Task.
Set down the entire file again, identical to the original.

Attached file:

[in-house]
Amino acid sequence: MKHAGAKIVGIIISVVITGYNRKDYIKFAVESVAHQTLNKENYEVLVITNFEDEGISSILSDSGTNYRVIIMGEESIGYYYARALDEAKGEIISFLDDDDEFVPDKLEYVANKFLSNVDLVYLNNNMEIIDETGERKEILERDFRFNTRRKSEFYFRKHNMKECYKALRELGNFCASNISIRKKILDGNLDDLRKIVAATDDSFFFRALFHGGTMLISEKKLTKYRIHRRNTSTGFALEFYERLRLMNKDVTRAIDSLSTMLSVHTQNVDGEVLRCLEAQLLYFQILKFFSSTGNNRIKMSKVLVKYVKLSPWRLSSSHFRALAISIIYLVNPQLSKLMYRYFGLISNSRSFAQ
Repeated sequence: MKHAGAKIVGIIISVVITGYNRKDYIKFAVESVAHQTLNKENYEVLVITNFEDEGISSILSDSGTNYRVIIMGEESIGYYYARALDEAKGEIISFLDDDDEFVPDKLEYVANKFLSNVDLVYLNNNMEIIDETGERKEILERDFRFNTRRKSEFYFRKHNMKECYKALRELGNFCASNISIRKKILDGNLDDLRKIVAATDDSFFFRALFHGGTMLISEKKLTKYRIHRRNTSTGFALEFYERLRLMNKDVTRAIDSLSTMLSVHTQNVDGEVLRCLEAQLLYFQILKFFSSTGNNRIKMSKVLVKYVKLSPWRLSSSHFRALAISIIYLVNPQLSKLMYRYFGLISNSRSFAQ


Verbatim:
[in-house]
Amino acid sequence: MKHAGAKIVGIIISVVITGYNRKDYIKFAVESVAHQTLNKENYEVLVITNFEDEGISSILSDSGTNYRVIIMGEESIGYYYARALDEAKGEIISFLDDDDEFVPDKLEYVANKFLSNVDLVYLNNNMEIIDETGERKEILERDFRFNTRRKSEFYFRKHNMKECYKALRELGNFCASNISIRKKILDGNLDDLRKIVAATDDSFFFRALFHGGTMLISEKKLTKYRIHRRNTSTGFALEFYERLRLMNKDVTRAIDSLSTMLSVHTQNVDGEVLRCLEAQLLYFQILKFFSSTGNNRIKMSKVLVKYVKLSPWRLSSSHFRALAISIIYLVNPQLSKLMYRYFGLISNSRSFAQ
Repeated sequence: MKHAGAKIVGIIISVVITGYNRKDYIKFAVESVAHQTLNKENYEVLVITNFEDEGISSILSDSGTNYRVIIMGEESIGYYYARALDEAKGEIISFLDDDDEFVPDKLEYVANKFLSNVDLVYLNNNMEIIDETGERKEILERDFRFNTRRKSEFYFRKHNMKECYKALRELGNFCASNISIRKKILDGNLDDLRKIVAATDDSFFFRALFHGGTMLISEKKLTKYRIHRRNTSTGFALEFYERLRLMNKDVTRAIDSLSTMLSVHTQNVDGEVLRCLEAQLLYFQILKFFSSTGNNRIKMSKVLVKYVKLSPWRLSSSHFRALAISIIYLVNPQLSKLMYRYFGLISNSRSFAQ